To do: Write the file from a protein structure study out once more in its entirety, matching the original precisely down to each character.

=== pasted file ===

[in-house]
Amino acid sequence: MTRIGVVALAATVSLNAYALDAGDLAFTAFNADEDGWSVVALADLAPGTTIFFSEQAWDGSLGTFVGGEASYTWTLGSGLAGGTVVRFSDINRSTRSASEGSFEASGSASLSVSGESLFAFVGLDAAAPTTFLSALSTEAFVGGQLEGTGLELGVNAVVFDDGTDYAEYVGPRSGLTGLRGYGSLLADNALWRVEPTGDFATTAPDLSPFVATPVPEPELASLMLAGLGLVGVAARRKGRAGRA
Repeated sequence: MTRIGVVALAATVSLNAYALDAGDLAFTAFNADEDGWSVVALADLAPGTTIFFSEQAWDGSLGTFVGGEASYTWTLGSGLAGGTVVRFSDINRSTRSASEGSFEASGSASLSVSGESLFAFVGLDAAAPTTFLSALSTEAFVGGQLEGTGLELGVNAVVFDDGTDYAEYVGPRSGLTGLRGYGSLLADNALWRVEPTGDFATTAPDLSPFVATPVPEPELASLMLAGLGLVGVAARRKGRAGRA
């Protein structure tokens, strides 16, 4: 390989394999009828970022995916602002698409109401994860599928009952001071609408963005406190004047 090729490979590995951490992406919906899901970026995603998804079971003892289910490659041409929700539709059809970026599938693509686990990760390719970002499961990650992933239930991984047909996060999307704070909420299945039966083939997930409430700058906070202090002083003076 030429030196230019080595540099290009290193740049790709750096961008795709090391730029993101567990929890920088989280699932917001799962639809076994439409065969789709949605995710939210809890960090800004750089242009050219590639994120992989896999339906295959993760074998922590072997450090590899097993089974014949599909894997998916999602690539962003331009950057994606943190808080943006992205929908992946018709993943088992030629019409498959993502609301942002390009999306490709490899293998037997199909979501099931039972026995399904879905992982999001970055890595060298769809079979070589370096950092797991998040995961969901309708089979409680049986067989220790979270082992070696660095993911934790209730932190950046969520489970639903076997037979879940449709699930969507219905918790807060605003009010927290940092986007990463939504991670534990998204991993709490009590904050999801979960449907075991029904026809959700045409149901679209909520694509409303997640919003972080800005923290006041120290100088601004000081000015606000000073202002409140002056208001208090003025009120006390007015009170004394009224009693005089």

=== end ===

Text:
[in-house]
Amino acid sequence: MTRIGVVALAATVSLNAYALDAGDLAFTAFNADEDGWSVVALADLAPGTTIFFSEQAWDGSLGTFVGGEASYTWTLGSGLAGGTVVRFSDINRSTRSASEGSFEASGSASLSVSGESLFAFVGLDAAAPTTFLSALSTEAFVGGQLEGTGLELGVNAVVFDDGTDYAEYVGPRSGLTGLRGYGSLLADNALWRVEPTGDFATTAPDLSPFVATPVPEPELASLMLAGLGLVGVAARRKGRAGRA
Repeated sequence: MTRIGVVALAATVSLNAYALDAGDLAFTAFNADEDGWSVVALADLAPGTTIFFSEQAWDGSLGTFVGGEASYTWTLGSGLAGGTVVRFSDINRSTRSASEGSFEASGSASLSVSGESLFAFVGLDAAAPTTFLSALSTEAFVGGQLEGTGLELGVNAVVFDDGTDYAEYVGPRSGLTGLRGYGSLLADNALWRVEPTGDFATTAPDLSPFVATPVPEPELASLMLAGLGLVGVAARRKGRAGRA
């Protein structure tokens, strides 16, 4: 390989394999009828970022995916602002698409109401994860599928009952001071609408963005406190004047 090729490979590995951490992406919906899901970026995603998804079971003892289910490659041409929700539709059809970026599938693509686990990760390719970002499961990650992933239930991984047909996060999307704070909420299945039966083939997930409430700058906070202090002083003076 030429030196230019080595540099290009290193740049790709750096961008795709090391730029993101567990929890920088989280699932917001799962639809076994439409065969789709949605995710939210809890960090800004750089242009050219590639994120992989896999339906295959993760074998922590072997450090590899097993089974014949599909894997998916999602690539962003331009950057994606943190808080943006992205929908992946018709993943088992030629019409498959993502609301942002390009999306490709490899293998037997199909979501099931039972026995399904879905992982999001970055890595060298769809079979070589370096950092797991998040995961969901309708089979409680049986067989220790979270082992070696660095993911934790209730932190950046969520489970639903076997037979879940449709699930969507219905918790807060605003009010927290940092986007990463939504991670534990998204991993709490009590904050999801979960449907075991029904026809959700045409149901679209909520694509409303997640919003972080800005923290006041120290100088601004000081000015606000000073202002409140002056208001208090003025009120006390007015009170004394009224009693005089």